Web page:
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Varian Fry: Commemoration & Symposium
Honoring the 32 Year-Old New Yorker Who Saved Marc Chagall, Max Ernst, Hannah Arendt and Two Thousand Others from the Nazis
With $3,000 hidden on his body and the backing of the Emergency Rescue Committee, Varian Fry flew from New York to Marseilles in August, 1940, to begin one of the least known, but most heroic actions of the twentieth century. Carrying a list of 200 luminaries in the fields of art, science, literature and medicine, Fry began his dangerous rescue of some of the world’s most famous artists who were then trapped in Nazi-occupied France. By the time he returned to New York a little over a year later, Fry had saved 2,000 souls, some famous, some unknown.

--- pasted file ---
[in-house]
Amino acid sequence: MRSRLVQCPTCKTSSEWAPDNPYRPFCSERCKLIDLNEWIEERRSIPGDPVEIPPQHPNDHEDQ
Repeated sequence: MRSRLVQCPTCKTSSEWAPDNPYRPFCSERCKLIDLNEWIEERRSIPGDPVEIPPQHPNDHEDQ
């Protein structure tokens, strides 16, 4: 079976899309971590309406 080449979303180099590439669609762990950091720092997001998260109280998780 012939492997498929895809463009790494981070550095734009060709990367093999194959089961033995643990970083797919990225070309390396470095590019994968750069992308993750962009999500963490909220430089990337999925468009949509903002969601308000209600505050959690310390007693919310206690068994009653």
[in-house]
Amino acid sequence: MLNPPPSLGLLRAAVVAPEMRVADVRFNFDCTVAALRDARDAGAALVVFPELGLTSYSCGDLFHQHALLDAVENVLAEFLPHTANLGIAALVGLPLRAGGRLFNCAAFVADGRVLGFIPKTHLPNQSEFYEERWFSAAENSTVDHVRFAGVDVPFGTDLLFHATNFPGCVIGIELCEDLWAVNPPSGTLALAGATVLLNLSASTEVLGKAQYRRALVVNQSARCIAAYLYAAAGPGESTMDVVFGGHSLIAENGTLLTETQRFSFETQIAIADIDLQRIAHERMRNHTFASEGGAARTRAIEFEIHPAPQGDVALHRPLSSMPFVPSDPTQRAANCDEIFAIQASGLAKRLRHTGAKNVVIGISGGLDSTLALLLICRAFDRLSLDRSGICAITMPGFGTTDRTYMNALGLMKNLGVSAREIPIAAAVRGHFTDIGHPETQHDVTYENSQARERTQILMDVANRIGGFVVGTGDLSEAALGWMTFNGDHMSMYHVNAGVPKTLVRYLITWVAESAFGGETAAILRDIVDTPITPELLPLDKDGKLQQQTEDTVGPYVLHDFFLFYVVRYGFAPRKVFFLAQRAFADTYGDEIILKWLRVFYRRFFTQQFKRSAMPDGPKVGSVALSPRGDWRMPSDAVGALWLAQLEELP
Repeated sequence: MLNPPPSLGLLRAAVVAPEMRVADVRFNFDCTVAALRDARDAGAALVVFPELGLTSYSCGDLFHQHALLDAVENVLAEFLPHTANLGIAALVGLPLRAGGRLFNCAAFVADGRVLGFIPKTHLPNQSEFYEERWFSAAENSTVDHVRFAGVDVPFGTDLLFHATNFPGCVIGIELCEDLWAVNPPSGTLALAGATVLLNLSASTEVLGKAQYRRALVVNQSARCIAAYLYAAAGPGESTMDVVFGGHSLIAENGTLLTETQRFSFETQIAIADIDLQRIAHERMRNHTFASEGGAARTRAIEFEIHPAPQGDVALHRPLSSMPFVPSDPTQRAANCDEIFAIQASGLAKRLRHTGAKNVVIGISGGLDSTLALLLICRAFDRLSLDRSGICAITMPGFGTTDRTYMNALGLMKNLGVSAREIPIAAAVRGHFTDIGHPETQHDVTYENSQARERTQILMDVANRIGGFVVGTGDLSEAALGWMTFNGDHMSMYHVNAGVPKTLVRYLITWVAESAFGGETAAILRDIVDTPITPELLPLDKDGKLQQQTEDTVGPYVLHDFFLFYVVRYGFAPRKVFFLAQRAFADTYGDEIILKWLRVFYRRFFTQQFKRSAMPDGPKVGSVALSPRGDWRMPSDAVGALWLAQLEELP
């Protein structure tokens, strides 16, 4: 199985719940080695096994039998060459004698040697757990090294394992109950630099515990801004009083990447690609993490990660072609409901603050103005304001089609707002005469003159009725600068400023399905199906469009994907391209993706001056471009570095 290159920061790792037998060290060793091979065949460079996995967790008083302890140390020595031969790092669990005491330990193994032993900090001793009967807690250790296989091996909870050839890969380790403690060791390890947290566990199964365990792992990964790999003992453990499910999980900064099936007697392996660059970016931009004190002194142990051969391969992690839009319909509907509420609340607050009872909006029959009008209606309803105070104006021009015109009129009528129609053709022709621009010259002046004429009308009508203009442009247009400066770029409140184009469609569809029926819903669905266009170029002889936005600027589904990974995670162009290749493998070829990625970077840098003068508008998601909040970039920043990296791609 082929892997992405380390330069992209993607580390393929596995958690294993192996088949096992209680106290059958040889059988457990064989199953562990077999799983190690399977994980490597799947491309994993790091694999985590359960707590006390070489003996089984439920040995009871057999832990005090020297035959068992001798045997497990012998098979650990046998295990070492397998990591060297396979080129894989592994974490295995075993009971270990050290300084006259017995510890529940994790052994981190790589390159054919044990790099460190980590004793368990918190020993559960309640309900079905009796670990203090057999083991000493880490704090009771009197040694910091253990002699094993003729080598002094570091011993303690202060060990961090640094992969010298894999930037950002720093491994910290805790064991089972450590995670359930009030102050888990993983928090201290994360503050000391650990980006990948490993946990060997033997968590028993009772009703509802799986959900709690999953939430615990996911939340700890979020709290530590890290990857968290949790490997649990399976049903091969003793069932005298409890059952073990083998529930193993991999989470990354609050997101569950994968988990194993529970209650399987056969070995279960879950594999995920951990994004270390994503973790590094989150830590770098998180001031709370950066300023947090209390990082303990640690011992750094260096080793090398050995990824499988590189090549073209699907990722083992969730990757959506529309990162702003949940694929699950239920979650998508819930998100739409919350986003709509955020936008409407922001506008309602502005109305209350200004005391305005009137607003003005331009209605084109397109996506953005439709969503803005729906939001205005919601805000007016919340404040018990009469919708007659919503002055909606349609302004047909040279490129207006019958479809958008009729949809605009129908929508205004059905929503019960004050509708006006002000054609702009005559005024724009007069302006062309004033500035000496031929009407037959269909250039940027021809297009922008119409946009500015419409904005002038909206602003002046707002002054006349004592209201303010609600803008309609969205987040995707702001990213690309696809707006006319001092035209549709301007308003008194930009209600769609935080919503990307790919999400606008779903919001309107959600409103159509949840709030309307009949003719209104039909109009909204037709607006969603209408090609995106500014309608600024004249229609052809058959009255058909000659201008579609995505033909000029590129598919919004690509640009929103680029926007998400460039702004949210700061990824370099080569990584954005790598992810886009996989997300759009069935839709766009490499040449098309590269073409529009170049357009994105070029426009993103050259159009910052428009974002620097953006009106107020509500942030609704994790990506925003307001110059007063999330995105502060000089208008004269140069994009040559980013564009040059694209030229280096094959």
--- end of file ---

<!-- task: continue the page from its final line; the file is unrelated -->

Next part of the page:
Green-Wood is proud to join with renowned authors, art historians and experts in the field of humanitarian aid to commemorate Varian Fry and his legacy. What can we learn today from his selfless acts of courage? What do his deeds teach us about being human in this world? Varian Fry was the first American to be designated “Righteous Among Nations” by Israel’s Yad Vashem for risking his life to aid Jews during the Holocaust. We end the afternoon’s presentations and panel discussions with a visit to his grave to honor and remember this remarkable man.
A donation in memory of Barbara Schoppert and Philip Morace has been made to underwrite this program.
Free for members of Green-Wood and BHS / $10 for non-members